Sunday Reflections: A Very Literary Christmas
There was no Christmas tree this year. At this point, we’re not even sure where home is going to be in 2015. But there was still a bag of books waiting for The Tween when she woke up on Christmas morning.
The number one item on her Christmas list was book 3 in The Land of Stories series, which I bought at the school’s Scholastic Book Fair. When she saw it in the book she hugged and stroked it like any good book lover would. Surprinsgly, however, it was not the first book she read this Christmas morning.
Close to Christmas I had found an Edgar Allan Poe metal lunchbox at the Half Price Bookstore. I have always been a huge fan of Poe. When I graduated high school I used the little money I got to buy the complete works of Poe. When I learned I was pregnant with The Tween I campaigned aggressively to name her Annabel Lee. The Mr., however, thought it seemed like a curse to name our child after a dead girl in a poem written by a demented author. He seemed pretty firm on this point, which is why her name is not, in fact, Annabel Lee. So we bought the metal lunch box and found a $1.00 copy of some of Poe’s work to stick inside of it.
She disappeared within minutes and I found her sitting in a closet reading the short story The Tell Tale Heart by flashlight. Which, when you think about it, is the best way to read this story.
Later I caught her and The Mr. looking through the table of contents while he shared his memories of reading each of the stories. He had to explain to her what a pendulum was. And then they were discussing why the main character in The Tell-Tale Heart kept hearing the beating heart under the floorboards. Spoiler alert: it’s about guilt.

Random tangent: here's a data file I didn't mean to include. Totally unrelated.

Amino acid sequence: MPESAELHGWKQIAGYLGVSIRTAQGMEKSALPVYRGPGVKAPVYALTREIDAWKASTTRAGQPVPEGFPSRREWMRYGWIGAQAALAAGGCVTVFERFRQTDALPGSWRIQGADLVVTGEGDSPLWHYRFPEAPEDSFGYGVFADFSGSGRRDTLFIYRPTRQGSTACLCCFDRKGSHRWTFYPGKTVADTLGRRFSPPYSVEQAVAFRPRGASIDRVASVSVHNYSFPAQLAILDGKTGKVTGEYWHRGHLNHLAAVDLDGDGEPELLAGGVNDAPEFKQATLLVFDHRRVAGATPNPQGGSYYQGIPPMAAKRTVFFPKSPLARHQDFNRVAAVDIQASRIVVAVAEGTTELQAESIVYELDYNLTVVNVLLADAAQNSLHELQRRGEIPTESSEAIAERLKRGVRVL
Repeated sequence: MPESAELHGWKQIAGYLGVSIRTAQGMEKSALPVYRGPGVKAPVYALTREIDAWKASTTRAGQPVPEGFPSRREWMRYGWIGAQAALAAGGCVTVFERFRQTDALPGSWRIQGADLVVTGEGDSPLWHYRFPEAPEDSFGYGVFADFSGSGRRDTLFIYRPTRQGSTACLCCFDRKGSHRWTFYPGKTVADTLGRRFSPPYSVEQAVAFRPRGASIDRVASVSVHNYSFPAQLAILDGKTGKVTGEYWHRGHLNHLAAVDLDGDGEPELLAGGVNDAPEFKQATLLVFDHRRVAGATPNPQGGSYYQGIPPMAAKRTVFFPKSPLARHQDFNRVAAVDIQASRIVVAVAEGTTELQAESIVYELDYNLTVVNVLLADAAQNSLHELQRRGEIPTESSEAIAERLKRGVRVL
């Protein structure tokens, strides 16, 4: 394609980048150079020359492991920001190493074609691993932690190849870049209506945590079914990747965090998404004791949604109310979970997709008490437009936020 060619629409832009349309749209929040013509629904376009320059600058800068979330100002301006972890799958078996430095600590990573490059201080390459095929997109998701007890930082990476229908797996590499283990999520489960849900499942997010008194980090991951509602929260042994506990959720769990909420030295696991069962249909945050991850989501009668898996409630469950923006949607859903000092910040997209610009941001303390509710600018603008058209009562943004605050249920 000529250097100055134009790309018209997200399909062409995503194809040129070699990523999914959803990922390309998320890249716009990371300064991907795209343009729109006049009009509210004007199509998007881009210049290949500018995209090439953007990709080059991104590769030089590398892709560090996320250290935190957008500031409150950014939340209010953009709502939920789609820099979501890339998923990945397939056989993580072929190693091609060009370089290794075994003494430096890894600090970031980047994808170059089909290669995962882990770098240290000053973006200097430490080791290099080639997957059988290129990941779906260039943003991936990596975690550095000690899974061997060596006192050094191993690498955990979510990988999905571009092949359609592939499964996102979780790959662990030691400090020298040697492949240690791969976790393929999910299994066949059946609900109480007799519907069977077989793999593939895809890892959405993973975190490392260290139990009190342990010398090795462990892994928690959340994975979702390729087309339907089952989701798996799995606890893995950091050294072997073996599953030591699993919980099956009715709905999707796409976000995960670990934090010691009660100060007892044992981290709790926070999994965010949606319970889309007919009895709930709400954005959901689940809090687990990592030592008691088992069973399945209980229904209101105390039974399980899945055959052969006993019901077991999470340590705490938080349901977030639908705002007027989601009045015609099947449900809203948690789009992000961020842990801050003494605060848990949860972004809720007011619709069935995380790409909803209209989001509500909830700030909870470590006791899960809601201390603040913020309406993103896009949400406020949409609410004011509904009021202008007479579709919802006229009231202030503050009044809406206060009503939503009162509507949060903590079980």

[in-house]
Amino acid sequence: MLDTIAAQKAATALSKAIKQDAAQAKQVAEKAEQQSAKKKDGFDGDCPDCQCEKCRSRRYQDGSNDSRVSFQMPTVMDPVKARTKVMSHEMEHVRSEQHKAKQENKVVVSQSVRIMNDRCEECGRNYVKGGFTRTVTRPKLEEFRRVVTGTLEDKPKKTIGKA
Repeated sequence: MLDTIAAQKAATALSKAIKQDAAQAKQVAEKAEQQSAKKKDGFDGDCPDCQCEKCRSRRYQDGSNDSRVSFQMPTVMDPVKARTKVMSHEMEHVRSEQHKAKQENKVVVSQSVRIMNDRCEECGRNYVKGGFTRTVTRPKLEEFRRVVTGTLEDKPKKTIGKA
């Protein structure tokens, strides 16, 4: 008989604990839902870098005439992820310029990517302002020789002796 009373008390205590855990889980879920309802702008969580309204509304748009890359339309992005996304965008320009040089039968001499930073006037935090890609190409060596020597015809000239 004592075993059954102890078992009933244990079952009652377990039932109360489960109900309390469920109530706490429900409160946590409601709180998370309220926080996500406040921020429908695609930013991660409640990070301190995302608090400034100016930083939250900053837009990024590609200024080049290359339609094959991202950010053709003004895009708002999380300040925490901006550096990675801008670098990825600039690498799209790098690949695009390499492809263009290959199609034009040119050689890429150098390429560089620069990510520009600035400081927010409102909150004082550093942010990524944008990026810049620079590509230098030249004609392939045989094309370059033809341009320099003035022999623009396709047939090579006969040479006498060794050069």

We also bought her Harry Potter and the Deathly Hallows – for only $5.o0, score! – to complete her Harry Potter set. HP continues to be a seminal work for tweens who are discovering them for the first time. I continue to be amazed every day at the talents of Rowling and her ability to capture the hearts and minds of generations with this tale of friendship and bravery.
A friend got her the 2015 Guinness Book of World Records, a choice I think you can never go wrong with. 21 years working in a public library with tweens and teens and I think this is one of the most requested books. Well, maybe it’s a tie between this and A Child Called It.
It’s funny because I remember being pregnant with The Tween almost 13 years ago. I was sitting in a teen program and I sat back for a moment, looking at all my teens that I had spent years nurturing in teen programs, and wondered what it would be like to have my own child among them. Would she want to come, I wondered? What if she doesn’t like science fiction, I feared. What if she doesn’t like to read . . .
Now, she is one of my library teens. She has come to my programs. She has helped me set up and clean up. She has helped me plan. She has sat in a room with her peers and taught them how to do things like make Rainbow Loom bracelets. I get to share my favorite books with her and take her to see all the YA book based movies. It’s a magical meeting of the two best parts of me, my librarian world and my child.
It was a very literary Christmas this year. One of the sparsest and most uncertain, almost devoid of festivity and decorations. But it was in many ways one of our best because we sat around and talked about the stories that moved us.
Filed under: Sunday Reflections
About Karen Jensen, MLS
Karen Jensen has been a Teen Services Librarian for almost 30 years. She created TLT in 2011 and is the co-editor of The Whole Library Handbook: Teen Services with Heather Booth (ALA Editions, 2014).
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